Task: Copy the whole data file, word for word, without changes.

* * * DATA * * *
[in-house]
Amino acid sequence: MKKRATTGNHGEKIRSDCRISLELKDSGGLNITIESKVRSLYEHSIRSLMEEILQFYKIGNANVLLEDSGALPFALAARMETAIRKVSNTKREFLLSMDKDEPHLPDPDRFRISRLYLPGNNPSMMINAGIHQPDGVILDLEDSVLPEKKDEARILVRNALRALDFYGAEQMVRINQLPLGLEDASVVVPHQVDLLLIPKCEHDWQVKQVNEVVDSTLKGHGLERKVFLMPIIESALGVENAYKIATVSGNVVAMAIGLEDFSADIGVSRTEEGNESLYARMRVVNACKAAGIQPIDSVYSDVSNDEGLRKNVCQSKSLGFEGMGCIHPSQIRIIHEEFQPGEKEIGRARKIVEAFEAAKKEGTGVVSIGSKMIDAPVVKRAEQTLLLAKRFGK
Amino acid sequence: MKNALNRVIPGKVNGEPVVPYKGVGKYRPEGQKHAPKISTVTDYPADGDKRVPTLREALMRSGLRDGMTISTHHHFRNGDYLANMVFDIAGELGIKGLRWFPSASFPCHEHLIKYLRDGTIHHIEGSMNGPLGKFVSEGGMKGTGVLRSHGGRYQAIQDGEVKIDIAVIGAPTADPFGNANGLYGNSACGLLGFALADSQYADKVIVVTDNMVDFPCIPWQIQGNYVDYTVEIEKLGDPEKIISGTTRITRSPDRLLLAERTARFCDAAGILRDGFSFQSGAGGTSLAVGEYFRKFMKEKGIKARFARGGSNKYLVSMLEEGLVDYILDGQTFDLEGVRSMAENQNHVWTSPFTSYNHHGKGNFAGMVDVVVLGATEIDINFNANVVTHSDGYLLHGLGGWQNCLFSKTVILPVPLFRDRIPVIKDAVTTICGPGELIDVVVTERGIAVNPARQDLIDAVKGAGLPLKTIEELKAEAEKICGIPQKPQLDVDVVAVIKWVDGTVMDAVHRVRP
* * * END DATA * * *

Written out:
[in-house]
Amino acid sequence: MKKRATTGNHGEKIRSDCRISLELKDSGGLNITIESKVRSLYEHSIRSLMEEILQFYKIGNANVLLEDSGALPFALAARMETAIRKVSNTKREFLLSMDKDEPHLPDPDRFRISRLYLPGNNPSMMINAGIHQPDGVILDLEDSVLPEKKDEARILVRNALRALDFYGAEQMVRINQLPLGLEDASVVVPHQVDLLLIPKCEHDWQVKQVNEVVDSTLKGHGLERKVFLMPIIESALGVENAYKIATVSGNVVAMAIGLEDFSADIGVSRTEEGNESLYARMRVVNACKAAGIQPIDSVYSDVSNDEGLRKNVCQSKSLGFEGMGCIHPSQIRIIHEEFQPGEKEIGRARKIVEAFEAAKKEGTGVVSIGSKMIDAPVVKRAEQTLLLAKRFGK
Amino acid sequence: MKNALNRVIPGKVNGEPVVPYKGVGKYRPEGQKHAPKISTVTDYPADGDKRVPTLREALMRSGLRDGMTISTHHHFRNGDYLANMVFDIAGELGIKGLRWFPSASFPCHEHLIKYLRDGTIHHIEGSMNGPLGKFVSEGGMKGTGVLRSHGGRYQAIQDGEVKIDIAVIGAPTADPFGNANGLYGNSACGLLGFALADSQYADKVIVVTDNMVDFPCIPWQIQGNYVDYTVEIEKLGDPEKIISGTTRITRSPDRLLLAERTARFCDAAGILRDGFSFQSGAGGTSLAVGEYFRKFMKEKGIKARFARGGSNKYLVSMLEEGLVDYILDGQTFDLEGVRSMAENQNHVWTSPFTSYNHHGKGNFAGMVDVVVLGATEIDINFNANVVTHSDGYLLHGLGGWQNCLFSKTVILPVPLFRDRIPVIKDAVTTICGPGELIDVVVTERGIAVNPARQDLIDAVKGAGLPLKTIEELKAEAEKICGIPQKPQLDVDVVAVIKWVDGTVMDAVHRVRP